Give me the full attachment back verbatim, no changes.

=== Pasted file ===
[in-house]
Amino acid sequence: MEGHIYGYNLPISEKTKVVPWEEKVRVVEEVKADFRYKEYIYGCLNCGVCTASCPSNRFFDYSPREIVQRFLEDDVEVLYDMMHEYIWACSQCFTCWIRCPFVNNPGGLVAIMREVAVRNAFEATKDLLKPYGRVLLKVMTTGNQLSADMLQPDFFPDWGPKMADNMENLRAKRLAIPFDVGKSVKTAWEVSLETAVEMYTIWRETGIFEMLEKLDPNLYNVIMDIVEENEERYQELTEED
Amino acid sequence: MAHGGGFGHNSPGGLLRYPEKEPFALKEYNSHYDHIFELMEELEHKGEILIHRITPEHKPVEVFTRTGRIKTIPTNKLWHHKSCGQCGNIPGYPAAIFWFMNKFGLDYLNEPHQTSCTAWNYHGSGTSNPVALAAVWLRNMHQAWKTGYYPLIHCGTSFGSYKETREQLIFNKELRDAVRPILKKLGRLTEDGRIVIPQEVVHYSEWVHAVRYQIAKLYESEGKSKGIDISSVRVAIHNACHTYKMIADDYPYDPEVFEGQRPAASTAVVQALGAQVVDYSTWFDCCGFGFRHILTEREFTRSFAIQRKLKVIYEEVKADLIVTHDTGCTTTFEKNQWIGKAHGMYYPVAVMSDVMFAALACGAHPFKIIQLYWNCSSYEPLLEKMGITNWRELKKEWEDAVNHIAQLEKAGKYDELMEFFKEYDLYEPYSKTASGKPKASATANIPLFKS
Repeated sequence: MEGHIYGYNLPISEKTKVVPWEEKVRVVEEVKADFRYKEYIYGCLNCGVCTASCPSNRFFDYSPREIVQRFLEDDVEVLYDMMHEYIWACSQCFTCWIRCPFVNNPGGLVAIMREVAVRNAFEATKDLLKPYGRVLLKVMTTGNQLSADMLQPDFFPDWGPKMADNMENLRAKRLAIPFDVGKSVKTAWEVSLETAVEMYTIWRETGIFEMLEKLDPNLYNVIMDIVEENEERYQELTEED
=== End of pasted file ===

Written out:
[in-house]
Amino acid sequence: MEGHIYGYNLPISEKTKVVPWEEKVRVVEEVKADFRYKEYIYGCLNCGVCTASCPSNRFFDYSPREIVQRFLEDDVEVLYDMMHEYIWACSQCFTCWIRCPFVNNPGGLVAIMREVAVRNAFEATKDLLKPYGRVLLKVMTTGNQLSADMLQPDFFPDWGPKMADNMENLRAKRLAIPFDVGKSVKTAWEVSLETAVEMYTIWRETGIFEMLEKLDPNLYNVIMDIVEENEERYQELTEED
Amino acid sequence: MAHGGGFGHNSPGGLLRYPEKEPFALKEYNSHYDHIFELMEELEHKGEILIHRITPEHKPVEVFTRTGRIKTIPTNKLWHHKSCGQCGNIPGYPAAIFWFMNKFGLDYLNEPHQTSCTAWNYHGSGTSNPVALAAVWLRNMHQAWKTGYYPLIHCGTSFGSYKETREQLIFNKELRDAVRPILKKLGRLTEDGRIVIPQEVVHYSEWVHAVRYQIAKLYESEGKSKGIDISSVRVAIHNACHTYKMIADDYPYDPEVFEGQRPAASTAVVQALGAQVVDYSTWFDCCGFGFRHILTEREFTRSFAIQRKLKVIYEEVKADLIVTHDTGCTTTFEKNQWIGKAHGMYYPVAVMSDVMFAALACGAHPFKIIQLYWNCSSYEPLLEKMGITNWRELKKEWEDAVNHIAQLEKAGKYDELMEFFKEYDLYEPYSKTASGKPKASATANIPLFKS
Repeated sequence: MEGHIYGYNLPISEKTKVVPWEEKVRVVEEVKADFRYKEYIYGCLNCGVCTASCPSNRFFDYSPREIVQRFLEDDVEVLYDMMHEYIWACSQCFTCWIRCPFVNNPGGLVAIMREVAVRNAFEATKDLLKPYGRVLLKVMTTGNQLSADMLQPDFFPDWGPKMADNMENLRAKRLAIPFDVGKSVKTAWEVSLETAVEMYTIWRETGIFEMLEKLDPNLYNVIMDIVEENEERYQELTEED